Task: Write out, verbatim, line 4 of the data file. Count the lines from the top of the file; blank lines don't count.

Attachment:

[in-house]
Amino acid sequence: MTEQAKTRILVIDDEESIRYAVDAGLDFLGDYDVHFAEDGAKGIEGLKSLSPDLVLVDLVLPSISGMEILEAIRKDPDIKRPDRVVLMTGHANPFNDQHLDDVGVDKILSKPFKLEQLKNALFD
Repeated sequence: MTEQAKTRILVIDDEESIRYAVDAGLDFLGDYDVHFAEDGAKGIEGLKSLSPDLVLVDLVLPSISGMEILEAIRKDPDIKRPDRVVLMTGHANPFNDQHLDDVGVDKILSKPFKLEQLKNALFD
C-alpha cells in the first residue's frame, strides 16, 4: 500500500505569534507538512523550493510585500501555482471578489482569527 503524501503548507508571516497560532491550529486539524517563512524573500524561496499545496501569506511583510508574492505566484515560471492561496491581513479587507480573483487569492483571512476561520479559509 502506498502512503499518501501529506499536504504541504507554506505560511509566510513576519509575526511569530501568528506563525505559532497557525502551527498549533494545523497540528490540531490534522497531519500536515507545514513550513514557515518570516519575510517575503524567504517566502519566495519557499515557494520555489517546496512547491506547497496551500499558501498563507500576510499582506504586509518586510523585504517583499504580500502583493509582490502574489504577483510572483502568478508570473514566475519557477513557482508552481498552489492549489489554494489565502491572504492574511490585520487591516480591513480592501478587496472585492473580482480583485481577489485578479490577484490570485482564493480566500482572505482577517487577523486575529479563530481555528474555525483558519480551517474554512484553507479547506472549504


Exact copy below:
C-alpha cells in the first residue's frame, strides 16, 4: 500500500505569534507538512523550493510585500501555482471578489482569527 503524501503548507508571516497560532491550529486539524517563512524573500524561496499545496501569506511583510508574492505566484515560471492561496491581513479587507480573483487569492483571512476561520479559509 502506498502512503499518501501529506499536504504541504507554506505560511509566510513576519509575526511569530501568528506563525505559532497557525502551527498549533494545523497540528490540531490534522497531519500536515507545514513550513514557515518570516519575510517575503524567504517566502519566495519557499515557494520555489517546496512547491506547497496551500499558501498563507500576510499582506504586509518586510523585504517583499504580500502583493509582490502574489504577483510572483502568478508570473514566475519557477513557482508552481498552489492549489489554494489565502491572504492574511490585520487591516480591513480592501478587496472585492473580482480583485481577489485578479490577484490570485482564493480566500482572505482577517487577523486575529479563530481555528474555525483558519480551517474554512484553507479547506472549504